Getting Started and Keeping Up; How to Make Lasting Change

There is a relationship between our thoughts, feelings, and actions. We know that the way we think affects the way we feel and act. And it is usually the way we feel that sounds the alarm that something has to change in our lives. Most often, in therapy, people complain about feeling too anxious or too stressed. At the same time, most people struggle with self-esteem and the ability to feel confident. It is beneficial to take the time to explore how our thinking is getting in the way of feeling more confident or calm. Though it may be overwhelming to admit, we will find through this exploration that we have to make changes in our actions, patterns, and routines to feel better and happier.

There typically exist two core problems when it comes to behavioral change: getting started and/or keeping it up. Some procrastinate and delay for so long that getting started becomes daunting and almost impossible. This is the “I can’t get started” group. Then some are very quick and efficient to get started but after that come to a stop. This is the “I can’t keep it up” group. To begin, I want you to ask yourself which of these groups you belong to. 

Upon reflection, you may find out that you have belonged to one or the other at different times in your life. Your situation could have impacted this at the time or by the change you were trying to make itself. Depending on your goal, it may have been harder to get started or have been harder to keep up. If your struggle was with mindset or your emotional state, something that might have seemed impossible at that time could be a breeze today, or vice versa. Mindset and emotion always have a role in how we act and show up.

The good news is that whether you struggle to start or struggle to maintain, our barriers and tools to and for lasting behavioral change are the same.

3 things that get in the way of you making a change:

1. Your faulty thinking:

Here are some common stories I hear about making a change: “I don’t feel like it” or “I will start when I feel ready.” Waiting until we “feel like it” or “feel ready” gets in the way of us taking action. Waiting to feel a certain way, whether that means feeling ready, feeling excited, or feeling calm enough to get started, is a behavior known in CBT (Cognitive Behavioral Therapy) as emotional reasoning. Dr. David Burns defines this thinking error as reasoning based on how we feel. We let our emotions dictate our thinking and reality and conclude that our emotional state is our reality. For example, we may feel jealousy or possessiveness in a romantic relationship. Therefore, we can determine that our partner has done something to warrant our concern, despite their actions proving the opposite. Or we may feel nervous and thus determine that we are in an unsafe situation or location.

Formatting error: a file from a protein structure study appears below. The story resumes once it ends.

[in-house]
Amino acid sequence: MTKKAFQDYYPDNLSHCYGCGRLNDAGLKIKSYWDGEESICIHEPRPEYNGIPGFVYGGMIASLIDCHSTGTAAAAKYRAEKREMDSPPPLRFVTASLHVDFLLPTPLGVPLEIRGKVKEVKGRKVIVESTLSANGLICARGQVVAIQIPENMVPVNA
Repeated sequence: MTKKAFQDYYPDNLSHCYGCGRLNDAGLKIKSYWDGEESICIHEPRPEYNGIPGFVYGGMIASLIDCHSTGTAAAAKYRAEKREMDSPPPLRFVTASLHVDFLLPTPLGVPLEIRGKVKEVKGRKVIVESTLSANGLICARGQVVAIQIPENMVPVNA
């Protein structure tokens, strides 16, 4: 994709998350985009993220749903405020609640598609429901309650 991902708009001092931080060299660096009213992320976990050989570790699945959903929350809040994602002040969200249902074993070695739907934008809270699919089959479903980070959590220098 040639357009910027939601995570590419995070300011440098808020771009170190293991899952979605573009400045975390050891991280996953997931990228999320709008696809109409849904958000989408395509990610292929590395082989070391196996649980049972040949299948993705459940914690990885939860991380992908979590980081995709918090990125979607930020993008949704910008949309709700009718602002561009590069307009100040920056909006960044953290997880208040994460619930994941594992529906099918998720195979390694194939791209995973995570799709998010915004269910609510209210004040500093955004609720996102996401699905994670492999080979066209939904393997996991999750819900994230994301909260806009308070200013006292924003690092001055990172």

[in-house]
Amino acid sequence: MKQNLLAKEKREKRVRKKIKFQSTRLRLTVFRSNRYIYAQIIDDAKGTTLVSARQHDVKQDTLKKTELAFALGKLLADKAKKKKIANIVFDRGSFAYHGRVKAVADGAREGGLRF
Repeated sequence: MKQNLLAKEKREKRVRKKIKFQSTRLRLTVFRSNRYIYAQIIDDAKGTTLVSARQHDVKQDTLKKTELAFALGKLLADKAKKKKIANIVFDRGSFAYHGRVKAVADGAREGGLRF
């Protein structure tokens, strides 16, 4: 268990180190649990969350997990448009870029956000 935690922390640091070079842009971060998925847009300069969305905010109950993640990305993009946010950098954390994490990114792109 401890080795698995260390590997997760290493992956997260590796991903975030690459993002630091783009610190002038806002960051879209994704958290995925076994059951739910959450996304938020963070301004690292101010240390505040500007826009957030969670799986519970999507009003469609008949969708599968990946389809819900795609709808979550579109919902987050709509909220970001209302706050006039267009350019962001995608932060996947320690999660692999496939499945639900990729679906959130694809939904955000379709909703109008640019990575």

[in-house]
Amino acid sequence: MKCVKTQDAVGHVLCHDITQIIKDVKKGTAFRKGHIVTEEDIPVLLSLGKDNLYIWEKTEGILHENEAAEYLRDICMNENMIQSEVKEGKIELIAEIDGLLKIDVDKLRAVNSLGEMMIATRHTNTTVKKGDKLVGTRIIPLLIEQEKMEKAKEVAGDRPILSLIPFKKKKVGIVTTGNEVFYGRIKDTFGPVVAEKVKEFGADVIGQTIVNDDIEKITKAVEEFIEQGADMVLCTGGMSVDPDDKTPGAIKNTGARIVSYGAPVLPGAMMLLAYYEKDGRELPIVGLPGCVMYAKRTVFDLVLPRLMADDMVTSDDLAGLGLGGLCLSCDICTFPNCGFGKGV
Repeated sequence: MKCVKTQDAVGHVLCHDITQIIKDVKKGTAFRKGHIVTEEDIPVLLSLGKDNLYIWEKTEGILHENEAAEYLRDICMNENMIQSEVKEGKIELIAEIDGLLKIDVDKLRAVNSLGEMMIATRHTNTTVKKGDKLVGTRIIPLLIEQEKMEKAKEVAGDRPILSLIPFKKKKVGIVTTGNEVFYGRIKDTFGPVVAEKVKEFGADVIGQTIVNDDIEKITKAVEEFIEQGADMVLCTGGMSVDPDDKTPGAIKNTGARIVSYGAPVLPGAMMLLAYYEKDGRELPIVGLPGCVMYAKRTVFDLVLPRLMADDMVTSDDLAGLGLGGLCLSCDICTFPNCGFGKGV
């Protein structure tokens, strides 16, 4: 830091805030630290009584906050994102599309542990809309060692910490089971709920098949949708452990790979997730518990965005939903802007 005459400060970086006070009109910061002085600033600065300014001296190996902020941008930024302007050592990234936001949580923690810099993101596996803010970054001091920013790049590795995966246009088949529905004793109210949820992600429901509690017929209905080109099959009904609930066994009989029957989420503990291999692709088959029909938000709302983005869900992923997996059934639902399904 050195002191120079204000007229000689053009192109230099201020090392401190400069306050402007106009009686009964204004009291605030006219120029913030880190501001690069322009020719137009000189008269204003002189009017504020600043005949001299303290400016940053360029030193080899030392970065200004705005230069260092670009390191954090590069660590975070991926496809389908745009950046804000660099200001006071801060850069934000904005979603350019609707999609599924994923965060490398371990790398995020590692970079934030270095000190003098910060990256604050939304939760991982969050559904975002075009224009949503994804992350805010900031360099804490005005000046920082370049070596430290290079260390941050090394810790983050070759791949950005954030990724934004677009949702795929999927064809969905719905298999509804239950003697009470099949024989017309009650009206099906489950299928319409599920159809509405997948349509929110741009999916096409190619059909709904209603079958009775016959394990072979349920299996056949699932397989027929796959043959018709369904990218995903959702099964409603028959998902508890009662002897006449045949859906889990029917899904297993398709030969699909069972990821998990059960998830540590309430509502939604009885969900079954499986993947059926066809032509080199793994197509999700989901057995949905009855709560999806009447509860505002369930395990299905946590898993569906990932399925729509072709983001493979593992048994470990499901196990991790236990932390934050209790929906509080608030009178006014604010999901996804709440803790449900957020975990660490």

Other common obstacles in thinking that I hear when making a change are: “it is just easier for other people,” or “it is just not meant for me.” Our thoughts can be triggered by comparing ourselves to other people. We conclude that change is easier for other people or that they have some magical traits, resources, or strengths that make them more likely to make the change. We decide that we are not in the same position for success as others; we decide that we lack discipline, time, and talent. All of these comparisons make us feel discouraged and unmotivated, regardless of whether we perceive our or someone else’s circumstances accurately.

2. The way you feel about change:

When we entertain the faulty thinking described above, we also have feelings associated with it. We may start to feel fear, anxiety, and doubt around change. It is perfectly natural to have hesitation surrounding change. Having a routine, predicting outcomes, and planning all of these things contribute to a sense of stability and security. Visualizing how your day will look is a lot easier if you can rely on your day to be the same as the past several days. With a potential change of habits or routine, we introduce the unknown and the unfamiliar. These thoughts about change will inevitably lead to an internal analysis of perceived comfort, or the lack thereof. Stagnation, while not necessarily beneficial, can feel far more comfortable.

When we think of how uncomfortable the change in habits or routine might be, our tendency may be to avoid change to avoid discomfort. This discomfort can come in various forms: if we decide that we want to go for more hikes, we might imagine the physical discomfort of climbing steep slopes that we aren’t used to. If we decide that we want to set more boundaries, we might imagine speaking up in the break room at work when someone disrespects us.

No matter how much we want to improve our current situation and comprehend that change is a necessary component of doing so, the idea of the unknown may still be a deterrent. It may be helpful to substitute the word “change” for the word “improvement” or even the word “adjust” to soothe our mind enough to get started. “I am going to improve my ability to hike x mountain” is a lot gentler than “I am going to change my exercise routine”!